Hito Steyerl, Lovely Andrea, 2007. CC 4.0 HITO STEYERL/COURTESY THE ARTIST, ANDREW KREPS GALLERY, NEW YORK, AND ESTHER SCHIPPER, BERLIN
When filmmaker Harun Farocki died in 2014 at age 70, his loss was felt deeply throughout the art world—and far beyond it. But perhaps no one responded with more passion to his passing than artist Hito Steyerl, who has described the German filmmaker as her mentor. In an e-flux essay called “Beginnings” that she dedicated to him, she wrote, “From Berlin to Beirut to Kolkata, Mexico, Gwangju, and wherever airlines and wi-fi travel, Harun’s work struck a chord and brought people together: from Straub and Huillet nerds to Tumblr impressionists and drone opponents. From West Berlin to the West Bank. From salon bolsheviks, dialup activists, and SketchUp gallerinas. From portable film clubs to mobile phone browsers.”
Somehow, until right now, nobody had properly surveyed Farocki and Steyerl’s work together. At Galerie Thaddaeus Ropac in London, through April 4, is a show that does just that, placing some of the finest films and videos by both artists in close proximity to each other. The two share a concise set of interests and artistic approaches. Both consider an increasingly violent and interconnected world that is being altered by new kinds of moving-image technology, and they weave together seemingly unlike events and ideas, coolly delighting in the phantom threads they find along the way that cross national and ideological borders. To hear more about Farocki’s impact, earlier this week, ARTnews conducted an email interview with Steyerl, who in June will have a major mid-career survey at Paris’s Centre Pompidou.
ARTnews: This exhibition is one of the first major ones to properly survey your output alongside Farocki’s. How would you describe your time with him? What did you learn from him?
Hito Steyerl: I recently found a short phone video showing Farocki a couple weeks before his death holding a workshop for children. The kids were super excited and loved it. Harun was able to explain very complicated things to all sorts of people in an entirely non-condescending, inspiring, and funny way. This is also one of the defining qualities of his work as a whole.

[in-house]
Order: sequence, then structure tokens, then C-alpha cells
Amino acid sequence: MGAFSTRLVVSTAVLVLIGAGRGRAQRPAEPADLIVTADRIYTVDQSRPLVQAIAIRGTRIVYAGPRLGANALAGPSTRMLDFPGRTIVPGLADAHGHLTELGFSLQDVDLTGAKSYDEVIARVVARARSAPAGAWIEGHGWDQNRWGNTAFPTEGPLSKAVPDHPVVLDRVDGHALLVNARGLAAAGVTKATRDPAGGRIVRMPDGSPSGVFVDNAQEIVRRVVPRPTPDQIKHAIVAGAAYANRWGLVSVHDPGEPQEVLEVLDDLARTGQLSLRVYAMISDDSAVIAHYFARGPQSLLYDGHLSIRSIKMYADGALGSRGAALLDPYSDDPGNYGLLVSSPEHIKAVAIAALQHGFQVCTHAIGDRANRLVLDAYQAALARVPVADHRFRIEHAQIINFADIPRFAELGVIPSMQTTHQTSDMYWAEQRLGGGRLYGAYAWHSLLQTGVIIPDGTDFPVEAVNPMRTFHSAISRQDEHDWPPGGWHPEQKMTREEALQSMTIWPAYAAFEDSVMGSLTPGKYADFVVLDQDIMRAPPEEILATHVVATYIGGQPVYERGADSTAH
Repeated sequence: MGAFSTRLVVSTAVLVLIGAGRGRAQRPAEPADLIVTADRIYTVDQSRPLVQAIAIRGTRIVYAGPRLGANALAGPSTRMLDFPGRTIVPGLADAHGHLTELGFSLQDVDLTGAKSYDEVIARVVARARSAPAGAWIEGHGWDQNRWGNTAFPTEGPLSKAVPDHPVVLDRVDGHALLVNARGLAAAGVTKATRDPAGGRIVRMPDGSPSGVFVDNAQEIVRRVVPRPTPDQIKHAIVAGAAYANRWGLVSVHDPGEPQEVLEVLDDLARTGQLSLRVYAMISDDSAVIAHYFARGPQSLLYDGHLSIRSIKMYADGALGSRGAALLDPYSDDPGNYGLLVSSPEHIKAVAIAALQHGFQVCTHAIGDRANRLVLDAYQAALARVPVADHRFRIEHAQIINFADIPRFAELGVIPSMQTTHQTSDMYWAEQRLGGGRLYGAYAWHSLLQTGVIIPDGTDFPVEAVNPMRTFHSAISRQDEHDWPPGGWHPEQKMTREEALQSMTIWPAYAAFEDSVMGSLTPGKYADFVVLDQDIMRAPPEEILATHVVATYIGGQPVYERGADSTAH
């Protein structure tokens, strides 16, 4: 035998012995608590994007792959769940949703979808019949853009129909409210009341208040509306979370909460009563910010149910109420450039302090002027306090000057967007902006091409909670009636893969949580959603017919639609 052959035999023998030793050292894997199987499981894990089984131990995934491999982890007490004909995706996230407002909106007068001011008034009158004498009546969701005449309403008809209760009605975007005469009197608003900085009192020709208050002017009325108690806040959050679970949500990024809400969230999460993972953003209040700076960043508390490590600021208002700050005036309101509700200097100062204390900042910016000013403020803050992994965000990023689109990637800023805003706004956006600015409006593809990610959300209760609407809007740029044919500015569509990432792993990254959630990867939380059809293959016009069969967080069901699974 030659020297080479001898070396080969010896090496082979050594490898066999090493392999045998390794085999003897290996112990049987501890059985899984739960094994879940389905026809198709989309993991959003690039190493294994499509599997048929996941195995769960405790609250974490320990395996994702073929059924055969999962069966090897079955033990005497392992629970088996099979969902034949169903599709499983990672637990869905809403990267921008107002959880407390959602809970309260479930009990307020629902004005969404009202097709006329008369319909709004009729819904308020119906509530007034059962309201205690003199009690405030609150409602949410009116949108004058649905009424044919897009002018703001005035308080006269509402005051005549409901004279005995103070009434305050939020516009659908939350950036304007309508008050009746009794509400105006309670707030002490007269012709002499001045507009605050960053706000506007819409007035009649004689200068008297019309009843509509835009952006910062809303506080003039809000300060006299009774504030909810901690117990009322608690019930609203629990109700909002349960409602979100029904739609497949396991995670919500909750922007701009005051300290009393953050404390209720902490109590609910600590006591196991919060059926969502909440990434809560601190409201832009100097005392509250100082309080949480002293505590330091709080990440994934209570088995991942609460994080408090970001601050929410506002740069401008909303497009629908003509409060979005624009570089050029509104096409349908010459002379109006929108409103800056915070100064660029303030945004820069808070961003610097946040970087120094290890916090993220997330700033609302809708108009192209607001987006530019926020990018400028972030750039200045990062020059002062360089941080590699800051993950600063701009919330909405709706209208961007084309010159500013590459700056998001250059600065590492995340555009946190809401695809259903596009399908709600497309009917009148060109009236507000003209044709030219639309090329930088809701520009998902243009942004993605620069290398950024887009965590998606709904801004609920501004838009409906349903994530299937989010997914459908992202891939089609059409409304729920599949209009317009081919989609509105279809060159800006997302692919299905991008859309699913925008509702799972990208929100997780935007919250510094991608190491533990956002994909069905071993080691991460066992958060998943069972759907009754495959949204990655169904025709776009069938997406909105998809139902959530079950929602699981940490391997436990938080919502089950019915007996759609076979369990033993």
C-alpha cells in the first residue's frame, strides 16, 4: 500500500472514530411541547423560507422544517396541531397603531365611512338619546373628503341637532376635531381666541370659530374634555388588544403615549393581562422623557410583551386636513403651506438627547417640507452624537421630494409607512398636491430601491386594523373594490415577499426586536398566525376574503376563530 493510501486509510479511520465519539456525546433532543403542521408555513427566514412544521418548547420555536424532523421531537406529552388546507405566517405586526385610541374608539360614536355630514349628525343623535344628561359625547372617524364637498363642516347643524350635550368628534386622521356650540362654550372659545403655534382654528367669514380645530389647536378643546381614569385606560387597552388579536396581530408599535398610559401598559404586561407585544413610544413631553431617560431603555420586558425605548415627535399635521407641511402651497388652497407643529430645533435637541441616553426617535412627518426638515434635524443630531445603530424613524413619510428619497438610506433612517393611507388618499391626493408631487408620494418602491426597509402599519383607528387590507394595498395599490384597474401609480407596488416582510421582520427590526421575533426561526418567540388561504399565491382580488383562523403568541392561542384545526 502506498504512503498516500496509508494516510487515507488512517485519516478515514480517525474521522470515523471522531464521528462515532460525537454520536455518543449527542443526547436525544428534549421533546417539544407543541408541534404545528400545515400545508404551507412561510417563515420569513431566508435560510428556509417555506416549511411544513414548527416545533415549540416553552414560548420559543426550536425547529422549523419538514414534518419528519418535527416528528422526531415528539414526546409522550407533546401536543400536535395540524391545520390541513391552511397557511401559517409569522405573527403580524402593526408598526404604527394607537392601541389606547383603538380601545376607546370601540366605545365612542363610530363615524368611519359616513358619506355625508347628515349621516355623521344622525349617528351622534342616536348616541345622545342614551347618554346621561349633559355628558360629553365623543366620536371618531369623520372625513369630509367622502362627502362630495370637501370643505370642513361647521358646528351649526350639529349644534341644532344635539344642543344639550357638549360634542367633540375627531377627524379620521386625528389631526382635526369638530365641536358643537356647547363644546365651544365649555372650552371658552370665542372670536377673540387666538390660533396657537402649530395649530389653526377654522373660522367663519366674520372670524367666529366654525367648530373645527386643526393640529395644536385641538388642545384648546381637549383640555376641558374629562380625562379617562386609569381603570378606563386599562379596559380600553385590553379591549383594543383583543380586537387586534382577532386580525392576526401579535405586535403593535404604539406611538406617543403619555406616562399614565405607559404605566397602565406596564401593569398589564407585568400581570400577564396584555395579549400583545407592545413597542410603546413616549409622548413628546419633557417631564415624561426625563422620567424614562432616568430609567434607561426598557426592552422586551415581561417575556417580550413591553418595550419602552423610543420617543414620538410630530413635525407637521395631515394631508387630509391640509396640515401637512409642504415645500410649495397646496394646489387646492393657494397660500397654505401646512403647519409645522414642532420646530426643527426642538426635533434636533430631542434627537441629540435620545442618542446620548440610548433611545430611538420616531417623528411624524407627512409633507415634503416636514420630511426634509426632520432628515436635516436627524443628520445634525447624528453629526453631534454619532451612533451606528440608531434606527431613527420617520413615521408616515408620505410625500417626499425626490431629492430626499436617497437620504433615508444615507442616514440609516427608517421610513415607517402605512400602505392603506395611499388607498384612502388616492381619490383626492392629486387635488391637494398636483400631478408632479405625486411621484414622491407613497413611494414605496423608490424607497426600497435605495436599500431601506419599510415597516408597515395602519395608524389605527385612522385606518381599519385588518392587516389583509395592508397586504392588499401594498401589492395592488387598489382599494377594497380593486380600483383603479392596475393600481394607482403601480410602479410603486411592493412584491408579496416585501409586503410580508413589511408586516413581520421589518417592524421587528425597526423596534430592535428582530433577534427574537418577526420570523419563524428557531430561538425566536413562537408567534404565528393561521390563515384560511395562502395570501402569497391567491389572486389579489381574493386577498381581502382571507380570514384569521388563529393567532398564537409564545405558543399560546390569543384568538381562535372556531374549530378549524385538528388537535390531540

Both your videos and Farocki’s films rely heavily on narration, often using it to lyrically string together seemingly isolated images and ideas. What interests you about the essay film format?
Historically, the essay was a dissident medium mixing different genres. Today it is even more conflicted because the mix of fact and fiction is one of the main tools of contemporary political manipulation. Misinformation and conspiracy theory are just two examples. So, the essay [has] been dragged into the thick of things to become a major site of contestation. As a response, there is a new lease on realism, to safeguard veracity, facts, reality, etc. But there is another question which is usually overlooked: how about poetry? Literature? Is Shakespeare fake news? Is Ursula LeGuin conspiracy theory? It seems that one not only has to defend facts, but maybe fiction has to be defended equally rigorously. It is a fact that telling fictional stories does not necessarily equal lying. So, while the assault on facticity erodes civic life, trying to mitigate the situation by minimizing fiction erodes art. The essay unfortunately sits on all these major lines of conflict. Saying this makes me want to immediately take a Bob Ross tutorial.
In Farocki’s 2006 work Workers Leaving the Factory in Eleven Decades, he explored filmed images of workers exiting factories—which have pervaded the medium almost since its very beginning. Why do you think he viewed labor and cinema as being so interconnected?
In German, the term montage is applied to workers traveling somewhere to build or fix some production machinery. Montage, or editing, historically evolved as a way to streamline production cost based on the principle of the conveyor belt. Today, this labor has shifted to include the spectator in terms of having to pay attention or, more generally, to scramble to create themselves as products or brands.